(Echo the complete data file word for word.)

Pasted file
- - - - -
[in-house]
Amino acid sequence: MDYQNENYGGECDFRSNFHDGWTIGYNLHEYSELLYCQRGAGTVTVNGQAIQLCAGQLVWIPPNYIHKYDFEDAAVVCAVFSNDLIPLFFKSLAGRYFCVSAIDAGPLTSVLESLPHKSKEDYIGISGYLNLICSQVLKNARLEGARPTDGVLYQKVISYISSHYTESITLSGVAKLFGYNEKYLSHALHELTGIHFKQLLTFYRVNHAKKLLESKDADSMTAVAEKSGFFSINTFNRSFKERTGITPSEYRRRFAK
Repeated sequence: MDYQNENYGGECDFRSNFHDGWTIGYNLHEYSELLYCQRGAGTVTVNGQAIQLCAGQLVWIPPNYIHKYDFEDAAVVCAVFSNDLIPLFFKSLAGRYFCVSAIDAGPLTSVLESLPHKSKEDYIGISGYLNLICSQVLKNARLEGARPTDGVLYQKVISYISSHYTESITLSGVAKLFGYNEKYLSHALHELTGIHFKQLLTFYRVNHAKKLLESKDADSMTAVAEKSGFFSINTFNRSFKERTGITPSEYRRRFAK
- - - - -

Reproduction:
[in-house]
Amino acid sequence: MDYQNENYGGECDFRSNFHDGWTIGYNLHEYSELLYCQRGAGTVTVNGQAIQLCAGQLVWIPPNYIHKYDFEDAAVVCAVFSNDLIPLFFKSLAGRYFCVSAIDAGPLTSVLESLPHKSKEDYIGISGYLNLICSQVLKNARLEGARPTDGVLYQKVISYISSHYTESITLSGVAKLFGYNEKYLSHALHELTGIHFKQLLTFYRVNHAKKLLESKDADSMTAVAEKSGFFSINTFNRSFKERTGITPSEYRRRFAK
Repeated sequence: MDYQNENYGGECDFRSNFHDGWTIGYNLHEYSELLYCQRGAGTVTVNGQAIQLCAGQLVWIPPNYIHKYDFEDAAVVCAVFSNDLIPLFFKSLAGRYFCVSAIDAGPLTSVLESLPHKSKEDYIGISGYLNLICSQVLKNARLEGARPTDGVLYQKVISYISSHYTESITLSGVAKLFGYNEKYLSHALHELTGIHFKQLLTFYRVNHAKKLLESKDADSMTAVAEKSGFFSINTFNRSFKERTGITPSEYRRRFAK